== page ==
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The Holy Fire: Darkness to Light

By Fr David Barton, LC (Chaplain at Notre Dame Center)

May 5th, 2024 - Notre Dame of Jerusalem Center

Sometimes we have to experience the darkness to appreciate the light.  I grew up in Kentucky where we have some of the most famous natural cave systems in the world called Mammoth Cave.  One of my favorite caves to visit as a kid was the so-called “cave of darkness” where the guide would take us and then turn off their flashlight for a few minutes until we experienced that even after our eyes adjusted to the darkness, one could see absolutely nothing.  Complete darkness.  After these few minutes the guide would suddenly light a match and you could not help but squint from the intensity of the light – it was like looking at the sun!  When you have been in darkness, even the smallest light becomes bright and radiant.


As most Americans, I had never heard of the Holy Fire which Christians celebrate on Holy Saturday. This ceremony date back to more than 1,000 years ago and is the moment of a miraculous descent of fire on the Holy Sepulchre.  It was the buzz around the city last year and so I thought that if I was given the chance, I would love to participate. Thanks to help of a few lovely Orthodox friends I have made during my time here: I was offered a ticket to be in the church and experience the Holy Fire for myself!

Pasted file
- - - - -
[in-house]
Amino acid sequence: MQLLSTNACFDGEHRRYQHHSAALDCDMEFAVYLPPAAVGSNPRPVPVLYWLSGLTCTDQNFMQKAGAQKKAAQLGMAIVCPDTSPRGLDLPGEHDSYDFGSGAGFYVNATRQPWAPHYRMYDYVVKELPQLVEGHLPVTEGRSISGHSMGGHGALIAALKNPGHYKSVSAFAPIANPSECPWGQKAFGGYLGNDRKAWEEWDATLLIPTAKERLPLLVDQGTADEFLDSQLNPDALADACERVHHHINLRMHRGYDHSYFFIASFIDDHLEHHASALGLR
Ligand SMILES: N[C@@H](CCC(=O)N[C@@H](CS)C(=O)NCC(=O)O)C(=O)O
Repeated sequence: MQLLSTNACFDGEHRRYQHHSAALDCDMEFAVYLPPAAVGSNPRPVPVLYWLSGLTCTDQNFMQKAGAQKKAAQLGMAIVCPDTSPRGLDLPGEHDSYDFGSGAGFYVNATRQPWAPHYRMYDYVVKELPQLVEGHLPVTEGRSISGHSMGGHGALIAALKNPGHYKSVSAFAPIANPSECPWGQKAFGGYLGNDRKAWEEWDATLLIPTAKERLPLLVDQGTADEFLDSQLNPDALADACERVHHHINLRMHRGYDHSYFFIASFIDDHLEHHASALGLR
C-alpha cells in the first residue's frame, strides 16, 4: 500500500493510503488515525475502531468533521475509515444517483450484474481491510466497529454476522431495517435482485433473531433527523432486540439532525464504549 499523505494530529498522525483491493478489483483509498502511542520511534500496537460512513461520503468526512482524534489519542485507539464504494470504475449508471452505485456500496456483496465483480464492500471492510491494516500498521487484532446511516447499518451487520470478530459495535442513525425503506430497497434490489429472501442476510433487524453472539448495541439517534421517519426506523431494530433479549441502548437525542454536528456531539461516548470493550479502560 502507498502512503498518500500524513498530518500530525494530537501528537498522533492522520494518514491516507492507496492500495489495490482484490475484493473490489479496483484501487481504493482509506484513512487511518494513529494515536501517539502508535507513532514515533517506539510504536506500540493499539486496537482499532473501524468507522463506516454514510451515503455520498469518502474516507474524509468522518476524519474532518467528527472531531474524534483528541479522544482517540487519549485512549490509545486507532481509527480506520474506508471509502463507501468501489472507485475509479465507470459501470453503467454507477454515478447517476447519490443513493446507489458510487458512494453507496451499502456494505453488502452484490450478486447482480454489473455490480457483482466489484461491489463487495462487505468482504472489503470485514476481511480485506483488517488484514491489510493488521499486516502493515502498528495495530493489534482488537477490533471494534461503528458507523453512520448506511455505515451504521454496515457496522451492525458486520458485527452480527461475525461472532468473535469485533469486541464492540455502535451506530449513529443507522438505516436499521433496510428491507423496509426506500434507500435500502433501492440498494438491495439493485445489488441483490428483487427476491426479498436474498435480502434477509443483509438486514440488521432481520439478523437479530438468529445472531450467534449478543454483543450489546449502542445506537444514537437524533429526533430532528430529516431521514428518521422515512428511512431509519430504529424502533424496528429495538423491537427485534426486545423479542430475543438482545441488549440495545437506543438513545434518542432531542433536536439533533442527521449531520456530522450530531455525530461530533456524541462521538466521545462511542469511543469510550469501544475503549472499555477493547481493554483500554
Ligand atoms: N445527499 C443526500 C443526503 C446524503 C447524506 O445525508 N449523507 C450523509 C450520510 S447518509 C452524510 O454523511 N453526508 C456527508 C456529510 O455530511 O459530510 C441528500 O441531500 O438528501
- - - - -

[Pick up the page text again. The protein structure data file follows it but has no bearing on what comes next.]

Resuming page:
For those unfamiliar with the Holy Fire, I recommend you read this interview with His Beatitude Patriarch Diodorus I (Patriarch of Jerusalem 1980-2000) as it is very beautiful in telling what happens and also explains the deep spiritual significance of the event. When asked about his role in the ceremony he replies:

In the tomb, I say particular prayers that have been handed down to us through the centuries and, having said them, I wait. Sometimes I may wait a few minutes, but normally the miracle happens immediately after I have said the prayers. From the core of the very stone on which Jesus lay an indefinable light pours forth. It usually has a blue tint, but the color may change and take on many different hues. It cannot be described in human terms. The light rises out of the stone as mist may rise out of a lake - it almost looks as if the stone is covered by a moist cloud, but it is light.